6. The method of claim 1, wherein the particles of the solder have an average size less than 5 microns.

7. A method of forming a microelectronic device, comprising:

disposing solder between a pillar and an external lead, the pillar being electrically coupled to a terminal of a die, the external lead including copper, the solder having at least 93 weight percent tin, 0.5 to 5.0 weight percent silver, and 0.4 to 1.0 weight percent copper;
heating the solder to form a solder joint between the pillar and an external lead; and
thermally aging the solder joint by heating the solder joint to convert the solder joint to an intermetallic joint, wherein: the intermetallic joint includes at least 90 weight percent of at least one copper-tin intermetallic compound (IMC) selected from the group consisting of Cu6Sn5 and Cu3Sn; the intermetallic joint is free of voids having a combined volume greater than 10 percent of a volume of the intermetallic joint; and the intermetallic joint is free of a void having a volume greater than 5 percent of the volume of the intermetallic joint.

8. The method of claim 7, wherein thermally aging the solder joint includes heating the solder joint to a temperature higher than a liquidus temperature of the solder, the liquidus temperature of the solder being a temperature at which crystals of tin alloy can co-exist with a liquid state of the solder in thermodynamic equilibrium.

9. The method of claim 7, wherein thermally aging the solder joint includes heating the solder joint to a temperature of 220° C. to 260° C., and maintaining the temperature for 30 minutes to 90 minutes.

10. The method of claim 7, wherein thermally aging the solder joint includes heating the solder joint to a temperature of 150° C. to 180° C., and maintaining the temperature for 300 hours to 350 hours.

11. The method of claim 7, wherein disposing the solder between the pillar and the external lead includes disposing solder paste onto the external lead, the solder paste including particles of the solder.

12. A method of forming a microelectronic device, comprising:

forming a solder bump including solder directly on a copper-containing pillar, the copper-containing pillar being electrically coupled to a terminal of a die, the solder including tin, silver, and copper;
heating the solder bump to form a solder joint between the copper-containing pillar and an external lead; and
heating the solder joint to convert the solder joint to an intermetallic joint, wherein: the intermetallic joint includes at least one copper-tin intermetallic compound (IMC) selected from the group consisting of Cu6Sn5 and Cu3Sn; the intermetallic joint is free of voids having a combined volume greater than 10 percent of a volume of the intermetallic joint; and the intermetallic joint is free of a void having a volume greater than 5 percent of the volume of the intermetallic joint.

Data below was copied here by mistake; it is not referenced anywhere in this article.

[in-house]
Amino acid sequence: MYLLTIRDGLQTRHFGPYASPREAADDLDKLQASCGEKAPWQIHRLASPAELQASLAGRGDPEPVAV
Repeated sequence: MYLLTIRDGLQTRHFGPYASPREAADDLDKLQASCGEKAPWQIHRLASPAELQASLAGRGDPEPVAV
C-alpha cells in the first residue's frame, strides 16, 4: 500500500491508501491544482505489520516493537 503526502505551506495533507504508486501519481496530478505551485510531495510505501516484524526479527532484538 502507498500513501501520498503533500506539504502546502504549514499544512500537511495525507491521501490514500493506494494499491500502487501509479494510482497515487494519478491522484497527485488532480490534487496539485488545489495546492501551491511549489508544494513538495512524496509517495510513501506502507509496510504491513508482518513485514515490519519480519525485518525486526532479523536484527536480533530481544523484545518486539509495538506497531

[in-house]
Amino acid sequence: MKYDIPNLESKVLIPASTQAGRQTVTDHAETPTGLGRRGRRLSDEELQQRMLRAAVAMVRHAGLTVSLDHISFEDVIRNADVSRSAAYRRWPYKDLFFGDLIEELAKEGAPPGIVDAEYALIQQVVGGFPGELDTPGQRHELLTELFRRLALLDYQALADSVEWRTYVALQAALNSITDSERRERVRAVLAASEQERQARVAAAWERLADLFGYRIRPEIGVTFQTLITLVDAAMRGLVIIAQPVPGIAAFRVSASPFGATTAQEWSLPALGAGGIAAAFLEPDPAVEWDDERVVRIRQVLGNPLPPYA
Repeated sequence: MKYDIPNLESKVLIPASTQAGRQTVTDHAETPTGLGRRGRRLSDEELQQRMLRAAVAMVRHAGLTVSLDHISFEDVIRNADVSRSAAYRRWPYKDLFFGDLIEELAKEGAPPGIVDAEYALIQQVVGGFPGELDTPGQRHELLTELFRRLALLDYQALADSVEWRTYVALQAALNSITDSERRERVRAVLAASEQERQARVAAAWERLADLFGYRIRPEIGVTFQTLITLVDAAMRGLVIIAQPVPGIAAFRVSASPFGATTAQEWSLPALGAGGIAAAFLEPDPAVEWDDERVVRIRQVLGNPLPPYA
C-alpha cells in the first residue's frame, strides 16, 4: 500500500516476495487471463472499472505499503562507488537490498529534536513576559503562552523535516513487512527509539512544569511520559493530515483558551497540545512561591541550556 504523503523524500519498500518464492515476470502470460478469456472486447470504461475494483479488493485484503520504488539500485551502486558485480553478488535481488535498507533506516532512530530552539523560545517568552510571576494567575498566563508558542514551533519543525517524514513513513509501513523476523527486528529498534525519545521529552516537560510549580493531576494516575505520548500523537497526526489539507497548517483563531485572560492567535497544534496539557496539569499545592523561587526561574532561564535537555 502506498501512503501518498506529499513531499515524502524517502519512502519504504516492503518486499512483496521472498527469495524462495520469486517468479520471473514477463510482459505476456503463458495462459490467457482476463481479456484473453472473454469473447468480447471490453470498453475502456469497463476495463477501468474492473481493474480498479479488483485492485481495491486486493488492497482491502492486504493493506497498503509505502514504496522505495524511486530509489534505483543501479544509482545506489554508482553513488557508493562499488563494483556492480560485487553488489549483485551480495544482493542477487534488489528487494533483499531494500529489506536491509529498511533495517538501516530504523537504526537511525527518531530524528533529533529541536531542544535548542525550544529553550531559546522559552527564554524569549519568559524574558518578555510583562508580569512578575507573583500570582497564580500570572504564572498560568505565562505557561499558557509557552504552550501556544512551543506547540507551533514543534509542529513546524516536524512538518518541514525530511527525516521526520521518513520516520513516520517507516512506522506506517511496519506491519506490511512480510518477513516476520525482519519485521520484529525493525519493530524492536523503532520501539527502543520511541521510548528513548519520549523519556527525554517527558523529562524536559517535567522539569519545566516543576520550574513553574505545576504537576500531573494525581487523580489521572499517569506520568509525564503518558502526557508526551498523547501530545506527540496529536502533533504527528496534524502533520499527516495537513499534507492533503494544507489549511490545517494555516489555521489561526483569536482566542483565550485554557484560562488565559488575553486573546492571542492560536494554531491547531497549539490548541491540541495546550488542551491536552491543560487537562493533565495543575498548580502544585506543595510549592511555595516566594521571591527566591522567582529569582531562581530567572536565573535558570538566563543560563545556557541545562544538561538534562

13. The method of claim 12, wherein heating the solder joint includes heating to a temperature higher than a liquidus temperature of the solder, the liquidus temperature of the solder being a temperature at which crystals of tin alloy can co-exist with a liquid state of the solder in thermodynamic equilibrium.

14. The method of claim 12, wherein heating the solder joint includes heating the solder joint to a temperature of 220° C. to 260° C., and maintaining the temperature for 30 minutes to 90 minutes.

15. The method of claim 12, wherein heating the solder joint includes heating the solder joint to a temperature of 150° C. to 180° C., and maintaining the temperature for 300 hours to 350 hours.

Referenced Cited
U.S. Patent Documents
8592995 November 26, 2013 Lin et al.
8952267 February 10, 2015 Chen et al.
9443813 September 13, 2016 Hsiao et al.
9520370 December 13, 2016 Gandhi
9698119 July 4, 2017 Noma et al.
10763231 September 1, 2020 Mishra
20060273450 December 7, 2006 Shi et al.
20120270369 October 25, 2012 Chuang et al.
20140090880 April 3, 2014 Chen et al.
20160260681 September 8, 2016 Noma et al.
20170148753 May 25, 2017 Choi et al.
20180090459 March 29, 2018 Kim et al.
Foreign Patent Documents
201123325 July 2011 TW
Patent History
Patent number: 11450638
Type: Grant
Filed: Sep 1, 2020
Date of Patent: Sep 20, 2022
Patent Publication Number: 20200402938
Assignee: TEXAS INSTRUMENTS INCORPORATED (Dallas, TX)
Inventors: Dibyajat Mishra (Fremont, CA), Ashok Prabhu (San Jose, CA), Tomoko Noguchi (Beppu), Luu Thanh Nguyen (San Jose, CA), Anindya Poddar (Sunnyvale, CA), Makoto Yoshino (Beppu), Hau Nguyen (San Jose, CA)
Primary Examiner: Caleen O Sullivan
Application Number: 17/009,648
Classifications
International Classification: H01L 23/00 (20060101); H01L 23/495 (20060101); H01L 23/31 (20060101);